Reflections on a Journey: Returning
Back in 2008 I travelled through Andalucia and Morocco and wrote about my journey on this blog (Search for Andalucia or Morocco). One significant stop off we left off our list was the city of Seville, which along with Granada and Cordoba form the main triangle of cities to visit in Andalucia. So last week my former travelling companion and I set off once again to complete a journey started two years ago.
This time as we had both been fully employed for a long period of time, as opposed to recently graduated students, we decided to go for a more higher end place to stay, which as it turned out, was the same price as staying in hostel in the city centre. The reason for that we found was because of the distance of the hotel from the city. If you ever decide to stay at the Al-Andalus hotel, be prepared for an hour’s walk, or taking the number 34 bus which costs €1.30 per person each way.
For Islamic history enthusiasts such as myself, Seville doesn’t seem to have much to offer when compared to Granada’s Alhambra, or Cordoba’s Masjid (Mezqita). But this isn’t the case. The Alcazar, or royal palace is an exquisite building richly adorned in Islamic art and decoration, and if you are in Andalucia then it is definitely recommended to visit. For me personally it provided a relief after having visited the cathedral. Very little is left of the original Masjid that stood in its place, and now all you have left is this glaring and gloomy behemoth of Gothic architecture filled to the brim with items of shirk. Seville’s main point of attraction is the Giralda, or bell tower, which used to the minaret for the Masjid. But to be honest there is nothing overtly special about it apart from its size. The current exit for the cathedral still maintains traces of its Islamic past. The Masjid of Seville, much like the one in Cordoba also has had an orange tree garden, and as you wander round you will see at one point the main fountain would have had its water flowing through a grid of parallel lines around you, evoking the sense of ‘a garden beneath which rivers flow’. The gate leading out back into the street is also original, it still carries Arabic inscribed on the door.
Apart from the Alcazar and the Cathedral, there is very little much else to see. Much of Seville’s appeal is that it epitomises modern Andalucian culture, if you’re into bullfighting, tapas and flamenco then there’s plenty for you to explore. We also visited Plaza de Espana which is a very elaborate decoration piece that doesn’t serve much of a purpose apart from being a nice place to hang out. Visiting the bullfighting arena and its museum confirmed to me its place in the history of barbaric and inhumane sports.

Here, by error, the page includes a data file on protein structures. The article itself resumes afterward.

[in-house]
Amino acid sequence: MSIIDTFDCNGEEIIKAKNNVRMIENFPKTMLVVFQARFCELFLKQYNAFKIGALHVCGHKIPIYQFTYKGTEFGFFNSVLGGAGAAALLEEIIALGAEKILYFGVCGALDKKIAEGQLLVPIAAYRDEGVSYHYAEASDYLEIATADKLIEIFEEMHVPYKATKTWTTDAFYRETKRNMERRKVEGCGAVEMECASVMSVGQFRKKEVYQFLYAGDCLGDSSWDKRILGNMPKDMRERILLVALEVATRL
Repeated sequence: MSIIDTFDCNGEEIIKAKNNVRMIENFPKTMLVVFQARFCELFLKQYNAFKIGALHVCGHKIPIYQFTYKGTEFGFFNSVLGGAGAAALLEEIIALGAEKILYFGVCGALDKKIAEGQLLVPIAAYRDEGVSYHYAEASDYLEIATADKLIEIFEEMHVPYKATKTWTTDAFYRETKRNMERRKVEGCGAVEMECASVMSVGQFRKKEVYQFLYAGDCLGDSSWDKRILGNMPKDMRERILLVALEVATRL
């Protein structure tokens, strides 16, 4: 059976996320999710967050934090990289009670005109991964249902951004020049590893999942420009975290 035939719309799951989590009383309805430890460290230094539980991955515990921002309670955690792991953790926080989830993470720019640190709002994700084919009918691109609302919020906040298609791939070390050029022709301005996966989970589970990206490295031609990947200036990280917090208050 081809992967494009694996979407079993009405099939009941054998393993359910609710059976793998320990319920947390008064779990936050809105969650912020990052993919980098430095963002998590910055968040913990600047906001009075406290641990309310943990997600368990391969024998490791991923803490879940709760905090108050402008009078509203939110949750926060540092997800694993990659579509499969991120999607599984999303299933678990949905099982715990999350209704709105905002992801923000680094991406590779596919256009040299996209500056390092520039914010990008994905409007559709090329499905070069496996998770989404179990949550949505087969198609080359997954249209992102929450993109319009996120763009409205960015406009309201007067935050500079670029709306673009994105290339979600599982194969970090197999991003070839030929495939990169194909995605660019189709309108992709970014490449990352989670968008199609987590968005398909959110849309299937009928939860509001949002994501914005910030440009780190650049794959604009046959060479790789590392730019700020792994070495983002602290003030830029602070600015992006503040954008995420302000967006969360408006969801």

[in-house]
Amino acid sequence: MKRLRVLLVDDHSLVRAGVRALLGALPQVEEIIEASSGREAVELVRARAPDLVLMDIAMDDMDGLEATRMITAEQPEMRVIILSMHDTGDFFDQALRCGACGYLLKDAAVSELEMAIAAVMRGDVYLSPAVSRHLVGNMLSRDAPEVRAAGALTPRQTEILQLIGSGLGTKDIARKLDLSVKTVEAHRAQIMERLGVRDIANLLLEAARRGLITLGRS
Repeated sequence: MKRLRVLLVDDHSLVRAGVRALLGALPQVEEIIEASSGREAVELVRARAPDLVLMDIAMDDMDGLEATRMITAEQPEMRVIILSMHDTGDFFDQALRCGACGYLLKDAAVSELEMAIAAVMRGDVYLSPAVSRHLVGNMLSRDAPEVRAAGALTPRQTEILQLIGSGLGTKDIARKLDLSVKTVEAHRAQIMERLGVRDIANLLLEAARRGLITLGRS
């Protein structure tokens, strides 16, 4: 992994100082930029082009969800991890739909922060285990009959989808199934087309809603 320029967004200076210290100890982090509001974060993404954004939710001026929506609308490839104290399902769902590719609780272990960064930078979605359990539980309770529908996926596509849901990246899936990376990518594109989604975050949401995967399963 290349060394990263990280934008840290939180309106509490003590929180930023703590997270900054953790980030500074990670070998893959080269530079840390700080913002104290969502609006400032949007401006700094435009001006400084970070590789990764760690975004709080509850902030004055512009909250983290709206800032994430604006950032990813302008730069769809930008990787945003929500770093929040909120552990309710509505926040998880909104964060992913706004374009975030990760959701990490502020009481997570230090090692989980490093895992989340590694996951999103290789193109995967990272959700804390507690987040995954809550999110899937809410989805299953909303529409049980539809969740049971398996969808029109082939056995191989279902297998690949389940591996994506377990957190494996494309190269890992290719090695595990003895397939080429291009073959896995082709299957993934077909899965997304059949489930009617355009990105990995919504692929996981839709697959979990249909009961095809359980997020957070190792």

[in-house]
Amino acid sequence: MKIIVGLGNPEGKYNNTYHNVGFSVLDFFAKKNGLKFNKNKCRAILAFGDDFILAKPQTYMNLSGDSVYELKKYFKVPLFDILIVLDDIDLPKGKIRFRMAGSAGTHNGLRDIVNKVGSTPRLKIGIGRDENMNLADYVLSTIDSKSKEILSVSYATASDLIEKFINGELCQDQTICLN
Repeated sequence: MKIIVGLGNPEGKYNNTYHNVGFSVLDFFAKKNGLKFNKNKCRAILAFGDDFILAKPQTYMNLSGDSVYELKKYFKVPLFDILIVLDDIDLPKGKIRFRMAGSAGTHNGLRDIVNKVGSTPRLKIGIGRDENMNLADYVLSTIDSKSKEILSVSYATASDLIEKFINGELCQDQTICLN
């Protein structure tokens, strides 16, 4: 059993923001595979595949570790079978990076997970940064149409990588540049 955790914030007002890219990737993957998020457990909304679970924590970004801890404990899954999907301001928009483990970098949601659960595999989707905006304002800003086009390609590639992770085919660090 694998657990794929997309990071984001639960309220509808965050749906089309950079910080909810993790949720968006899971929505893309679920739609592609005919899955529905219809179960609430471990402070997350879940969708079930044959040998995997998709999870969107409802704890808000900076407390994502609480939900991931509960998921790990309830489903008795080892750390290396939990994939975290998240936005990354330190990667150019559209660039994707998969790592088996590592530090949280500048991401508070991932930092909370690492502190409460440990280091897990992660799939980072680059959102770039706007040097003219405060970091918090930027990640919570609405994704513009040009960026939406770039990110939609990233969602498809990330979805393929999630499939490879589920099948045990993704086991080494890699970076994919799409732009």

Just like Cordoba and Granada the main points of interest in Seville can be gathered in most two full days. I would recommend people to visit all three cities together, as one on its own doesn’t really do it justice, Andalucia I feel, should be explored as a whole. One thing I mentioned in my previous travel posts was the lack of Muslims travelling to see their own history, and I noticed the same thing here yet again. The only other apparent Muslim tourists I saw were a Moroccan couple. Aside from that I didn’t see any other Muslims from Europe exploring this region and taking in what it should mean to be a Muslim in Europe today. Reflecting on what those who came before us left behind and how we should be following in their footsteps. I suppose it does leave one feeling a sense of sadness, so why not just travel to Dubai instead, and wander around an oversized, overpriced shopping mall and have a halal Big Mac to make you feel better? Travelling the world to reflect on people who came before you is recommended to us by Allah in the Qur’an, and I think if more of us started taking our Creator’s advice it may prove a small step in improving the state of Muslims in Europe today. But aside from that I enjoyed my time, and Andalucia continues to be one of the best places I have visited in the world, and would recommend anyone (especially Muslims) to visit it.
And to Him is our return.